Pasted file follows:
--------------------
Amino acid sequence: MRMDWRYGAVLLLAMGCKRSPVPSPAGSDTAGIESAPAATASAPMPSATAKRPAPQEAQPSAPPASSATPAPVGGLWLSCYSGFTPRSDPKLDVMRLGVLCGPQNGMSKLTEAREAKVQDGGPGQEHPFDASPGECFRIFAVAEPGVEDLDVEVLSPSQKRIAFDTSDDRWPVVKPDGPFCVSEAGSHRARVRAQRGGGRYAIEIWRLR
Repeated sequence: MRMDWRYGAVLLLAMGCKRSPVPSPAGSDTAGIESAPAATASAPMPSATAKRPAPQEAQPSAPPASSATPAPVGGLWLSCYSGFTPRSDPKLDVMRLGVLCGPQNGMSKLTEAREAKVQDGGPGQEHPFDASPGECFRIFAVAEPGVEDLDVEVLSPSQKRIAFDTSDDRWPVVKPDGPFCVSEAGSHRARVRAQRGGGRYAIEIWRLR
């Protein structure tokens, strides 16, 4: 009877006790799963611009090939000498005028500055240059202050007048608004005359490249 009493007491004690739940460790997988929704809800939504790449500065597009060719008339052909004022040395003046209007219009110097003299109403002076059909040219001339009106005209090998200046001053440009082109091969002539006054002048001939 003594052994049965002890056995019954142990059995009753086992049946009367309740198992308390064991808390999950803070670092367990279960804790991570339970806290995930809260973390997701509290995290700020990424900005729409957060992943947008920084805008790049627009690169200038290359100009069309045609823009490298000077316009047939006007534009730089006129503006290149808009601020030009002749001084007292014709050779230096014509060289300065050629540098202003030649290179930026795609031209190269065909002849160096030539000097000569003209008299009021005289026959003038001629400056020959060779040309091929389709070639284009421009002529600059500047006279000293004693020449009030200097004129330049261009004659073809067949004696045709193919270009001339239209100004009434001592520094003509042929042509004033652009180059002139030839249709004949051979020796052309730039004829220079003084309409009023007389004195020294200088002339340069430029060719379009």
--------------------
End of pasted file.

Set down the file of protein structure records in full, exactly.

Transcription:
Amino acid sequence: MRMDWRYGAVLLLAMGCKRSPVPSPAGSDTAGIESAPAATASAPMPSATAKRPAPQEAQPSAPPASSATPAPVGGLWLSCYSGFTPRSDPKLDVMRLGVLCGPQNGMSKLTEAREAKVQDGGPGQEHPFDASPGECFRIFAVAEPGVEDLDVEVLSPSQKRIAFDTSDDRWPVVKPDGPFCVSEAGSHRARVRAQRGGGRYAIEIWRLR
Repeated sequence: MRMDWRYGAVLLLAMGCKRSPVPSPAGSDTAGIESAPAATASAPMPSATAKRPAPQEAQPSAPPASSATPAPVGGLWLSCYSGFTPRSDPKLDVMRLGVLCGPQNGMSKLTEAREAKVQDGGPGQEHPFDASPGECFRIFAVAEPGVEDLDVEVLSPSQKRIAFDTSDDRWPVVKPDGPFCVSEAGSHRARVRAQRGGGRYAIEIWRLR
């Protein structure tokens, strides 16, 4: 009877006790799963611009090939000498005028500055240059202050007048608004005359490249 009493007491004690739940460790997988929704809800939504790449500065597009060719008339052909004022040395003046209007219009110097003299109403002076059909040219001339009106005209090998200046001053440009082109091969002539006054002048001939 003594052994049965002890056995019954142990059995009753086992049946009367309740198992308390064991808390999950803070670092367990279960804790991570339970806290995930809260973390997701509290995290700020990424900005729409957060992943947008920084805008790049627009690169200038290359100009069309045609823009490298000077316009047939006007534009730089006129503006290149808009601020030009002749001084007292014709050779230096014509060289300065050629540098202003030649290179930026795609031209190269065909002849160096030539000097000569003209008299009021005289026959003038001629400056020959060779040309091929389709070639284009421009002529600059500047006279000293004693020449009030200097004129330049261009004659073809067949004696045709193919270009001339239209100004009434001592520094003509042929042509004033652009180059002139030839249709004949051979020796052309730039004829220079003084309409009023007389004195020294200088002339340069430029060719379009």